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Friday, August 23, 2013

Confused by How YouTube Assigns Dates, Russians Cite False Claim on Syria Videos

Citing “reports circulating on the Internet,” a spokesman for Russia’s foreign ministry claimed on Friday that video posted online by opposition activists in Syria, said to show victims suffering from a chemical weapons strike outside Damascus on Wednesday, was fake.

Apparently referring to the sleuthing of pro-Hezbollah bloggers cited by Russian state media, Aleksandr Lukashevich, a ministry spokesman, suggested in a video statement that some of the distressing images of dead and wounded civilians had been uploaded to YouTube one day “before the so-called attack.” That indicated, Mr. Lukashevich said, the claims of an attack might have been part of “a previously planned action” by Syrian rebels intended to provoke anger at President Bashar al-Assad’s forces.

A screenshot from YouTube shows the video-sharing site assigned Tuesday's date to video Syrian activists said was recorded early Wednesday. A screenshot from YouTube shows the video-sharing site assigned Tuesday’s date to video Syrian activists said was recorded early Wednesday.

What the Russian official called “evidence” of rebel propaganda however â€" the fact that some of the first video clips said to show victims of the attack on Wednesday were stamped with Tuesday’s date on YouTube â€" appears to be based on widespread confusion about how the video-sharing site, based in California, assigns dates to clips uploaded by users around the world.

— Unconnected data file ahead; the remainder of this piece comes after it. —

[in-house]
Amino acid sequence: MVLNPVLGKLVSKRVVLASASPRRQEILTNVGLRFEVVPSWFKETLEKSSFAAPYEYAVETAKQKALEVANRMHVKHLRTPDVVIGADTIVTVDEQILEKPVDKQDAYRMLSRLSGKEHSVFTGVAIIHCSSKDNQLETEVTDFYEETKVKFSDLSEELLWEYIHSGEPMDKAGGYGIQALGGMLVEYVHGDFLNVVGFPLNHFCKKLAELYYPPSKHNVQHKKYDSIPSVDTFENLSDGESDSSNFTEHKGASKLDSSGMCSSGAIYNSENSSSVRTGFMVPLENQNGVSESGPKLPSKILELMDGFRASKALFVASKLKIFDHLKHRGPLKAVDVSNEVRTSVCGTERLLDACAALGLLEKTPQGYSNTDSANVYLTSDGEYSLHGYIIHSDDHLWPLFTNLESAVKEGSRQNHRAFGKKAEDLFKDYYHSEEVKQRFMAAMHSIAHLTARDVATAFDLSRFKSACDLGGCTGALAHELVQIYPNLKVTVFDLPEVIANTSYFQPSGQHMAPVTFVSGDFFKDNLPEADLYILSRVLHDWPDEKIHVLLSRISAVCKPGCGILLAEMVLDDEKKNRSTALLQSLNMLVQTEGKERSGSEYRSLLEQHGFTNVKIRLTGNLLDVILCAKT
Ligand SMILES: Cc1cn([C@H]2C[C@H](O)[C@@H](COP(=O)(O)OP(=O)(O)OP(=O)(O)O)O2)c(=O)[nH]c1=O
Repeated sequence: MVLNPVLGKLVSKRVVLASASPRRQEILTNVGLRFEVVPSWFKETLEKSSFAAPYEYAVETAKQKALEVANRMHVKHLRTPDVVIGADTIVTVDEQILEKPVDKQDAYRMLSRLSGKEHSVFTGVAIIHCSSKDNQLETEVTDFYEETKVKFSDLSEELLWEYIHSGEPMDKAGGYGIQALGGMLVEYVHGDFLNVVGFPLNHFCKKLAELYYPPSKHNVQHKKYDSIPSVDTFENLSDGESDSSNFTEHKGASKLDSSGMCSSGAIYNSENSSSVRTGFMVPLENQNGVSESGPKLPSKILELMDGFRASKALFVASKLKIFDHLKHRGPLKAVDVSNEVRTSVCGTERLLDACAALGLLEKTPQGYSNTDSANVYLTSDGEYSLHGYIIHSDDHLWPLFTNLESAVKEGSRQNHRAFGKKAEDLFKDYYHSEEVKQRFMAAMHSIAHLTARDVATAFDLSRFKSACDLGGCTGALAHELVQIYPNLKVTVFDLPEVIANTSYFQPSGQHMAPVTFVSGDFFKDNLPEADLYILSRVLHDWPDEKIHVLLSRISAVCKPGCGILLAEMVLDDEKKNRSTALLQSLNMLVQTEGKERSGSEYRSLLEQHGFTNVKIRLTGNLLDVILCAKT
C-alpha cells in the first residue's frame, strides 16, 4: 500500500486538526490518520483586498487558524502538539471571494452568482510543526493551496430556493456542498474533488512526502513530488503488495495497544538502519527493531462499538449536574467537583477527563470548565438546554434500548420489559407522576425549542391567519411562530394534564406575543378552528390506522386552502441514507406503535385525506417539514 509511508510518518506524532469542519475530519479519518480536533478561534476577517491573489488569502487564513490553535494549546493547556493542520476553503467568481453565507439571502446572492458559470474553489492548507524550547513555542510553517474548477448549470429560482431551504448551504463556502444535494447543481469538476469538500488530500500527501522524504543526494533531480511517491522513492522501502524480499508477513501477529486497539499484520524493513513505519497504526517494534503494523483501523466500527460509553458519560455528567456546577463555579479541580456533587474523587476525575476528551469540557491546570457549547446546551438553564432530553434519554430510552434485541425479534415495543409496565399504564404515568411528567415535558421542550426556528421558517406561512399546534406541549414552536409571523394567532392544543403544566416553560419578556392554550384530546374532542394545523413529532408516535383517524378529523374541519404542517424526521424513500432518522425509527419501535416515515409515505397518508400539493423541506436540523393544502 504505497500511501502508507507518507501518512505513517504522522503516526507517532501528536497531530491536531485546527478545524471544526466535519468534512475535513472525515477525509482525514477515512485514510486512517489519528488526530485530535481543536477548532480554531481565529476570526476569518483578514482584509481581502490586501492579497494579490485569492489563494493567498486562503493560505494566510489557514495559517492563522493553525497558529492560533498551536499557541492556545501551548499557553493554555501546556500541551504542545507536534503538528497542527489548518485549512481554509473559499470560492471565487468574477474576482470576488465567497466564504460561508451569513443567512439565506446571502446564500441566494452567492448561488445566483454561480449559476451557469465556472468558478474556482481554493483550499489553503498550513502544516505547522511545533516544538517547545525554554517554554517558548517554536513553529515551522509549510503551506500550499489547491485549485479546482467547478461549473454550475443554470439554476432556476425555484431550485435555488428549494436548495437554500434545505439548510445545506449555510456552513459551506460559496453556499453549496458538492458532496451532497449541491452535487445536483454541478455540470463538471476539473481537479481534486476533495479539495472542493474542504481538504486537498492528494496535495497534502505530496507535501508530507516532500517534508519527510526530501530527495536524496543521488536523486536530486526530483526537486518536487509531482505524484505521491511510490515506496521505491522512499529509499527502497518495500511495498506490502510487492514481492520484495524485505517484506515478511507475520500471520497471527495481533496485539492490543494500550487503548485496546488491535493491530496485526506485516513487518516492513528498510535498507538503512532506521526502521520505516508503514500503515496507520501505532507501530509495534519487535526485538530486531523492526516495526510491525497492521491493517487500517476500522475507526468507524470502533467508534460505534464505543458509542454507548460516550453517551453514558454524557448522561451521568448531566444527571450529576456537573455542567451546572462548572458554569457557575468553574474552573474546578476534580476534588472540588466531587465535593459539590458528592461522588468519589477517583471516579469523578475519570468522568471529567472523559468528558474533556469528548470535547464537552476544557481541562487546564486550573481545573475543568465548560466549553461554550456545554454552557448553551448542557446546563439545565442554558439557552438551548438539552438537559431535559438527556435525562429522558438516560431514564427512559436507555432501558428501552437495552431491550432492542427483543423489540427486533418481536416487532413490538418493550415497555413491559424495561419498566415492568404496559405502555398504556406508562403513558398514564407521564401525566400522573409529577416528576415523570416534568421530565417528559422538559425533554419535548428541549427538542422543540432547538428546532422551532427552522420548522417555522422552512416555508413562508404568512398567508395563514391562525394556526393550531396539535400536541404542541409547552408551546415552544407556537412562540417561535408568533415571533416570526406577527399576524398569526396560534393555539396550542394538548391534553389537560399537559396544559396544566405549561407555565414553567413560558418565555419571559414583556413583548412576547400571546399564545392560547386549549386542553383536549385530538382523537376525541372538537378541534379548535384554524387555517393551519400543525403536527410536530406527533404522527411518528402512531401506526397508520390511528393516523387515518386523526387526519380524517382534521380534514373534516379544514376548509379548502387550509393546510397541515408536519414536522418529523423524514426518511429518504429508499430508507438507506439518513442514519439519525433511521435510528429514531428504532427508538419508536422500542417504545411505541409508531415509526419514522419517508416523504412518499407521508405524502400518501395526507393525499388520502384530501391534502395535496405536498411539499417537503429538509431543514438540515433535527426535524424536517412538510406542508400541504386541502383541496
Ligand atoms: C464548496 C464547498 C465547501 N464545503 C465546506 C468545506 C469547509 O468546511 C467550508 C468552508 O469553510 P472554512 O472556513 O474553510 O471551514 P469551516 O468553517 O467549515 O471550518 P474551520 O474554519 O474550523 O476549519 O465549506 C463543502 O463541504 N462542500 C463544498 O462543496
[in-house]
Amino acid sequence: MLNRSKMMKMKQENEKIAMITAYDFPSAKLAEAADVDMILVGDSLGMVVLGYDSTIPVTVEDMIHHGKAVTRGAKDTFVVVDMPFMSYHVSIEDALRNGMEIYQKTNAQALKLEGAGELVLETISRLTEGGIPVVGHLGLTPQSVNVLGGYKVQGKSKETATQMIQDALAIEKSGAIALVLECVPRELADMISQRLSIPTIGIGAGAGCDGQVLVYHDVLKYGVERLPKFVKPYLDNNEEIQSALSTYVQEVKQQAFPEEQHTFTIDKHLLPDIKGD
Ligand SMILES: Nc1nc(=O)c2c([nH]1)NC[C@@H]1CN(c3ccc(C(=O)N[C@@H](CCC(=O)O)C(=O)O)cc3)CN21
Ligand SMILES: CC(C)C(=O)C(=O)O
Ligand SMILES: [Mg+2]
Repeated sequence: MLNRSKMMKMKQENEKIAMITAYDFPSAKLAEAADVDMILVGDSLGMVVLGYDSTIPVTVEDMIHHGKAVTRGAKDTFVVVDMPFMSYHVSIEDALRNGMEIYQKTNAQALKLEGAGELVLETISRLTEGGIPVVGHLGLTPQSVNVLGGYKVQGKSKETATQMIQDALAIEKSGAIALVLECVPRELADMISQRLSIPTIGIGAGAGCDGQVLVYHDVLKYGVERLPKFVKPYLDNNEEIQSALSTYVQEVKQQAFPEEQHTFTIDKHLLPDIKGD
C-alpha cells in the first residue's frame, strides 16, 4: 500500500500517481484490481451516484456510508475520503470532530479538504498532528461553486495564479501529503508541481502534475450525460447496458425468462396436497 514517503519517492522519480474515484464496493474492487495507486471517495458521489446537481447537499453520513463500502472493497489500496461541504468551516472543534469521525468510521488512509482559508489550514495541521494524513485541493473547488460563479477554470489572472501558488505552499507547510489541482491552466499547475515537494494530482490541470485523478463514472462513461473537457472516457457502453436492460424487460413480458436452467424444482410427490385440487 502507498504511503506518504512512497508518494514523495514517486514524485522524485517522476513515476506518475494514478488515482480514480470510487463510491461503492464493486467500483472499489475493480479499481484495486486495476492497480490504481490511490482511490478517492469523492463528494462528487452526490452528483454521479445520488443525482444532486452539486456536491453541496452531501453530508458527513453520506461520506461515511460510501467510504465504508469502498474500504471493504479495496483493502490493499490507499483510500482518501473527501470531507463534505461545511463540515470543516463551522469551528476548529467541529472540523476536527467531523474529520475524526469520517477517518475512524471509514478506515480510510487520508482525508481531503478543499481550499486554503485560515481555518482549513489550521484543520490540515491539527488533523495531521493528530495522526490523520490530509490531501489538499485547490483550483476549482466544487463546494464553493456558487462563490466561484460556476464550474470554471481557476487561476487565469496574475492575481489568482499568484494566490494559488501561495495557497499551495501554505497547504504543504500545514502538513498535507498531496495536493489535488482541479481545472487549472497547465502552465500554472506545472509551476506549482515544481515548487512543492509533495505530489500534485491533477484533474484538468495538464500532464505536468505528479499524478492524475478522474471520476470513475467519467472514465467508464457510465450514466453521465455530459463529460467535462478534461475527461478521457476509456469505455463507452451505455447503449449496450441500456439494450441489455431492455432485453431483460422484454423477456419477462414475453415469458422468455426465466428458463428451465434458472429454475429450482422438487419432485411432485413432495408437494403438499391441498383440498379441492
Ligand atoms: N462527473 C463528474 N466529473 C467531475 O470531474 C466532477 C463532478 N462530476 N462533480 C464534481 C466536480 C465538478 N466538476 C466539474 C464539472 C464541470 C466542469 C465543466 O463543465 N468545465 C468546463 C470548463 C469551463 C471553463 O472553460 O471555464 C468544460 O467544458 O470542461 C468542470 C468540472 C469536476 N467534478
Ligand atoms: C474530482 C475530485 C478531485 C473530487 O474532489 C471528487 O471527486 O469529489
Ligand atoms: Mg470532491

As YouTube has previously confirmed to The Lede, its computers automatically assign a date to each video based on the current time in California when the upload begins, which can be different from the date in the user’s time zone. Given that California is ten hours behind Syria, that means that any clip uploaded to YouTube before 10 a.m. on Wednesday was stamped with Tuesday’s date.

Video uploaded to YouTube early Wednesday from Syria, said to show a victim of a chemical attack, was assigned Tuesday’s date by the video-sharing site’s computers in California.

Malachy Browne, an editor who helps to verify the authenticity of video of news events posted online for the Storyful news service, noted in a discussion of the Russian claim that his site’s study of the YouTube metadata indicated that the first video said to show attack victims was uploaded to YouTube very early on Wednesday in Syria, when it was still Tuesday in California:

At Storyful, we extract the precise date and time of upload from YouTube videos as we add them to our system. The first video we have seen relating to the massacre was uploaded at 2:50:47am on August 21 local time in Syria. This is approximately 20 minutes after the attacks are reported by eyewitnesses to have happened. The video was uploaded by a YouTube account active in the Erbin area, an uploader Storyful is familiar with and whose videos have been verified in the past. Very quickly, other videos and photos documenting similar scenes were uploaded to YouTube and other social media sites.